Crowds on the Boardwalk near Fifth Street watch fireworks blast off in the distance during the city’s 2019 Fourth of July show. The show was the last one that happened on the holiday and officials are preparing now to re-bid both the Fourth of July and New Years Eve shows for the future.

Higher cost, double vendors expected through RFP

Ocean City is officially shopping for a new holiday fireworks vendor.

Despite warnings of higher costs and difficulty finding a bidder because of Ocean City’s challenging staging locations, council members are all-in on shopping for a new company — or companies — to put on the best shows possible on both the Fourth of July and New Year’s Eve.

“We need to step up our game,” Councilman Lloyd Martin said during a work session Tuesday. “There were a lot of disappointed people this July 4th. When you see them, you talk to them, they’re out in public, they were upset. It’s a family thing. It’s a big deal.”

The city has not hosted a July 4 fireworks show on the actual holiday for the past three summers. After missing 2020 because of covid, city officials planned shows in 2021, but were forced to cancel them at the last-minute after the fireworks brought by the vendor prematurely went off during setup on the beach on the morning of July 4. The mishap forced cancelation of both the inlet fireworks and a show set that night for Northside Park. City officials promptly cut ties with the vendor, Pennsylvania-based Starfire Corporation, and began shopping for a new one.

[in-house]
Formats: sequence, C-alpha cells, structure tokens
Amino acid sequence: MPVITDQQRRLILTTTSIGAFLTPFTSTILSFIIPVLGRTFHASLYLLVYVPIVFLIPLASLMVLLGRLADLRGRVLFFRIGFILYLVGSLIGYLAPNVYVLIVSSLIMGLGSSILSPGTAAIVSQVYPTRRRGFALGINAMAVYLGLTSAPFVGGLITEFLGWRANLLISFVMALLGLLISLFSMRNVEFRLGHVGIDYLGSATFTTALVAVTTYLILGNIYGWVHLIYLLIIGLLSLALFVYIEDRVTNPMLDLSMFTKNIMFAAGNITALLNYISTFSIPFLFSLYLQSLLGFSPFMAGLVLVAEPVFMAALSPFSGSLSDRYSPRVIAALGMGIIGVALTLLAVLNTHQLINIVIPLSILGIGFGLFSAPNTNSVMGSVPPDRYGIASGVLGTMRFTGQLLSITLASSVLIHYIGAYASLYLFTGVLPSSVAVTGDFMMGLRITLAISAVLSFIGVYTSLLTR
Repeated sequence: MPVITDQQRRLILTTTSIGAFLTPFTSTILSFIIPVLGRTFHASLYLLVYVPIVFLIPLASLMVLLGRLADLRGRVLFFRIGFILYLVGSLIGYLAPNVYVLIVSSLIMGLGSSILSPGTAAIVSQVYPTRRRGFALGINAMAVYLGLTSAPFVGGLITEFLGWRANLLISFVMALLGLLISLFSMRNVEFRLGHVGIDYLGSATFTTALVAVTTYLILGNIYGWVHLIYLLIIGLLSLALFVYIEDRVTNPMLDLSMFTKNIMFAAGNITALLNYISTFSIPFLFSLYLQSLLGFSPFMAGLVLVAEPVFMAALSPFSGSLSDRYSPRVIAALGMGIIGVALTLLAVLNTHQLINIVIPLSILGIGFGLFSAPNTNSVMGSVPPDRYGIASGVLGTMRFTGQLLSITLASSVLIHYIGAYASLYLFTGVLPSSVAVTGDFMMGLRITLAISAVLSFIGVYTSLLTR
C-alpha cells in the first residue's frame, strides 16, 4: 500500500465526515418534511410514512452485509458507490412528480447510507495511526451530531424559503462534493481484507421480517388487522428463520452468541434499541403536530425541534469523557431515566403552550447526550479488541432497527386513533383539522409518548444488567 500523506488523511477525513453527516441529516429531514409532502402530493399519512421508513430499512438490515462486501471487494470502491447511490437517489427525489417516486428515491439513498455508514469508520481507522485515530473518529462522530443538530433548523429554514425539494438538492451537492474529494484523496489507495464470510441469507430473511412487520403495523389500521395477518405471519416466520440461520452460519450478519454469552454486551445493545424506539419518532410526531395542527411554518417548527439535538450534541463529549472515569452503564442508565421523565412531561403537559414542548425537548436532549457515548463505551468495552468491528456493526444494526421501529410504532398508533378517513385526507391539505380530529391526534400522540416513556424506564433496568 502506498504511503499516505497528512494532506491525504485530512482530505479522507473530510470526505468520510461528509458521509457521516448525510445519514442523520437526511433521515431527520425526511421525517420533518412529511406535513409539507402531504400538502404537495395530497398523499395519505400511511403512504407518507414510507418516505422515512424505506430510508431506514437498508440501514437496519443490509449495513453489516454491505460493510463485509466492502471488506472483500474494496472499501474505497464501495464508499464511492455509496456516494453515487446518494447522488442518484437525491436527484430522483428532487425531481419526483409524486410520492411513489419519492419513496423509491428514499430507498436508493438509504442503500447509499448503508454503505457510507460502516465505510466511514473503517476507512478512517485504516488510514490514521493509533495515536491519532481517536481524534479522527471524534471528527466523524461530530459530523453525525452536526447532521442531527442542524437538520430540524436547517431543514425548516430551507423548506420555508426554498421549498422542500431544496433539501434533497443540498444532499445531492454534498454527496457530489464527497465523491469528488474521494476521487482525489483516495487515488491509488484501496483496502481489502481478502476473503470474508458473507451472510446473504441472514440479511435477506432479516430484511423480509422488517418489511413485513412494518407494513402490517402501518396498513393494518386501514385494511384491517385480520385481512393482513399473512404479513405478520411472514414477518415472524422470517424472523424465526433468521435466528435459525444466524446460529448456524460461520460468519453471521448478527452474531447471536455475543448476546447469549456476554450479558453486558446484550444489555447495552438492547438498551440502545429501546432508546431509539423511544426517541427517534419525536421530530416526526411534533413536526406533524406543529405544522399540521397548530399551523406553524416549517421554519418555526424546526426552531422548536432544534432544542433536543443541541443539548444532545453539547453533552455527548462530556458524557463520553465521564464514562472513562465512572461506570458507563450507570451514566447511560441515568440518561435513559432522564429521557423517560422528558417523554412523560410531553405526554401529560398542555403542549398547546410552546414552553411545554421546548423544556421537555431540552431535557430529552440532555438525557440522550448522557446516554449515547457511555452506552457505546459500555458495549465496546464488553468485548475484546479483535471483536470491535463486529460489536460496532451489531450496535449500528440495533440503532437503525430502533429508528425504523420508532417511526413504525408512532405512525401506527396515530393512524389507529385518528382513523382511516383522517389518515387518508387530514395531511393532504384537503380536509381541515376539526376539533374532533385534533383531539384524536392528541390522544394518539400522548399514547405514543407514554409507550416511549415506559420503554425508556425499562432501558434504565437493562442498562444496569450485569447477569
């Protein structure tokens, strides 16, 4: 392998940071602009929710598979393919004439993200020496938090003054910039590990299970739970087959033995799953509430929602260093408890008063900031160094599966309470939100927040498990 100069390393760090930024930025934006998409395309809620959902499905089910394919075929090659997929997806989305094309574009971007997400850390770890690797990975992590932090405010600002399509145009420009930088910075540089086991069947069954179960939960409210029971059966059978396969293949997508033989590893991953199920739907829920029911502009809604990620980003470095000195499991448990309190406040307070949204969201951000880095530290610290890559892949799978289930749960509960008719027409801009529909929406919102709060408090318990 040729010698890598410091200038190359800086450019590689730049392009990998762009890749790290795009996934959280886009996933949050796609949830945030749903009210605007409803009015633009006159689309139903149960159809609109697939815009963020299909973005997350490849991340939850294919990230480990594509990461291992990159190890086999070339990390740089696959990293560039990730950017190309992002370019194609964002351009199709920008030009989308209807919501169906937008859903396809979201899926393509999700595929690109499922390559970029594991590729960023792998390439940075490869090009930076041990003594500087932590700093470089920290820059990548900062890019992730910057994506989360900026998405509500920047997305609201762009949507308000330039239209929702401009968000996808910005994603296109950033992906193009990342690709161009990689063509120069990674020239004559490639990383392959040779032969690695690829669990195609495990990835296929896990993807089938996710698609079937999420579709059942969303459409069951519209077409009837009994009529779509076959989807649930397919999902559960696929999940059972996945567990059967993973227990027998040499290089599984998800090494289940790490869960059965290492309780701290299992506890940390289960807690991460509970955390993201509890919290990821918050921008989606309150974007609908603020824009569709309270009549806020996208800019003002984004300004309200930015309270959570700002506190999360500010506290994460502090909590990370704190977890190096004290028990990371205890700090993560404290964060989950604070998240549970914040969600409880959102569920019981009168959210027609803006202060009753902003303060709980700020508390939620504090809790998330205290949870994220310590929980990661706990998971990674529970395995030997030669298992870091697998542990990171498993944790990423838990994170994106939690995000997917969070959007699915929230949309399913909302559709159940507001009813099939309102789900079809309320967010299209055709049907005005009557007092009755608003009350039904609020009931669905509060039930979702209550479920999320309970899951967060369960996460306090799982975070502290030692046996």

In January, they signed a three-year agreement with Ohio-based American Fireworks Company to host shows on both July 4 and New Year’s Eve. The vendor was the sole bidder for the contract, which had a total $318,000 price tag. But less than two weeks before this year’s Fourth of July shows, the vendor called them off, citing staffing issues.

The cancelation sent the city shopping for a new vendor once again, which, according to tourism officials, may not be so easy.

“This past July 4th was quite a learning curve for us,” said Frank Miller, the city’s director of special events, at Tuesday’s work session. “We knew that there was a shortage of manpower across the fireworks industry. We had heard that there was a lot of consolidation happening … Where companies were canceling shows. Those shows were out looking for new providers.”

The market shift basically made the industry a vendor’s market.

“The opportunities … basically allowed the industry, the fireworks display companies, to be able to pick and choose which sites they wanted to contract with, verses previous years where they really were out hunting for opportunities,” Miller explained.

The change ultimately put Ocean City at a disadvantage, as Miller said that it is not “one of the more desirable locations” for vendors to stage shows.

Northside Park, which has been the site of one of the Fourth of July shows and the New Year’s Eve display for years, is an especially difficult location, Miller added. New Year’s is particularly bad, as the setup for Winterfest of Lights forced vendors to set off the fireworks from the end of the park pier.